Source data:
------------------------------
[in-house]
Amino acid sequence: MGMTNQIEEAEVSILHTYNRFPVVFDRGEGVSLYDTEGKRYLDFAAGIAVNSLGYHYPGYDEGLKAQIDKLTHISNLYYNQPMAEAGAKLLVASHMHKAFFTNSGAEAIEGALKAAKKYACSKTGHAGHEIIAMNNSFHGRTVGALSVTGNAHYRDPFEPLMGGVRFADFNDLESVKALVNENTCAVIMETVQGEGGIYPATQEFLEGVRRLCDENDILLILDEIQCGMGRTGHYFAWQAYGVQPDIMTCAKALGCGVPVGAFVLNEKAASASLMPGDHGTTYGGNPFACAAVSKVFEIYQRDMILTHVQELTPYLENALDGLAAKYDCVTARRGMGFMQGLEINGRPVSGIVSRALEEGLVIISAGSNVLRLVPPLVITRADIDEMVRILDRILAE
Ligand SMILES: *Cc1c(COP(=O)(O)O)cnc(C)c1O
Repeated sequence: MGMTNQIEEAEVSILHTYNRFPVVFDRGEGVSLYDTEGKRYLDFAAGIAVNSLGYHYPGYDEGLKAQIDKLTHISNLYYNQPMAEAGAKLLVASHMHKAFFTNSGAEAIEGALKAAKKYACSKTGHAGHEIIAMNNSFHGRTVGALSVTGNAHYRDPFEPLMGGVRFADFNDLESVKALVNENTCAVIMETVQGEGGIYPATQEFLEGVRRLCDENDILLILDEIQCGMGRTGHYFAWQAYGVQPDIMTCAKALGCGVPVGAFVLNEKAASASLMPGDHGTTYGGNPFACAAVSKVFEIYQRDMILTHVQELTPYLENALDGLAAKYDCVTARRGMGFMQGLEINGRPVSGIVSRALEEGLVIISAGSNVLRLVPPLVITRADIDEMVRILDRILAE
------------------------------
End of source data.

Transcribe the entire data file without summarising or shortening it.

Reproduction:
[in-house]
Amino acid sequence: MGMTNQIEEAEVSILHTYNRFPVVFDRGEGVSLYDTEGKRYLDFAAGIAVNSLGYHYPGYDEGLKAQIDKLTHISNLYYNQPMAEAGAKLLVASHMHKAFFTNSGAEAIEGALKAAKKYACSKTGHAGHEIIAMNNSFHGRTVGALSVTGNAHYRDPFEPLMGGVRFADFNDLESVKALVNENTCAVIMETVQGEGGIYPATQEFLEGVRRLCDENDILLILDEIQCGMGRTGHYFAWQAYGVQPDIMTCAKALGCGVPVGAFVLNEKAASASLMPGDHGTTYGGNPFACAAVSKVFEIYQRDMILTHVQELTPYLENALDGLAAKYDCVTARRGMGFMQGLEINGRPVSGIVSRALEEGLVIISAGSNVLRLVPPLVITRADIDEMVRILDRILAE
Ligand SMILES: *Cc1c(COP(=O)(O)O)cnc(C)c1O
Repeated sequence: MGMTNQIEEAEVSILHTYNRFPVVFDRGEGVSLYDTEGKRYLDFAAGIAVNSLGYHYPGYDEGLKAQIDKLTHISNLYYNQPMAEAGAKLLVASHMHKAFFTNSGAEAIEGALKAAKKYACSKTGHAGHEIIAMNNSFHGRTVGALSVTGNAHYRDPFEPLMGGVRFADFNDLESVKALVNENTCAVIMETVQGEGGIYPATQEFLEGVRRLCDENDILLILDEIQCGMGRTGHYFAWQAYGVQPDIMTCAKALGCGVPVGAFVLNEKAASASLMPGDHGTTYGGNPFACAAVSKVFEIYQRDMILTHVQELTPYLENALDGLAAKYDCVTARRGMGFMQGLEINGRPVSGIVSRALEEGLVIISAGSNVLRLVPPLVITRADIDEMVRILDRILAE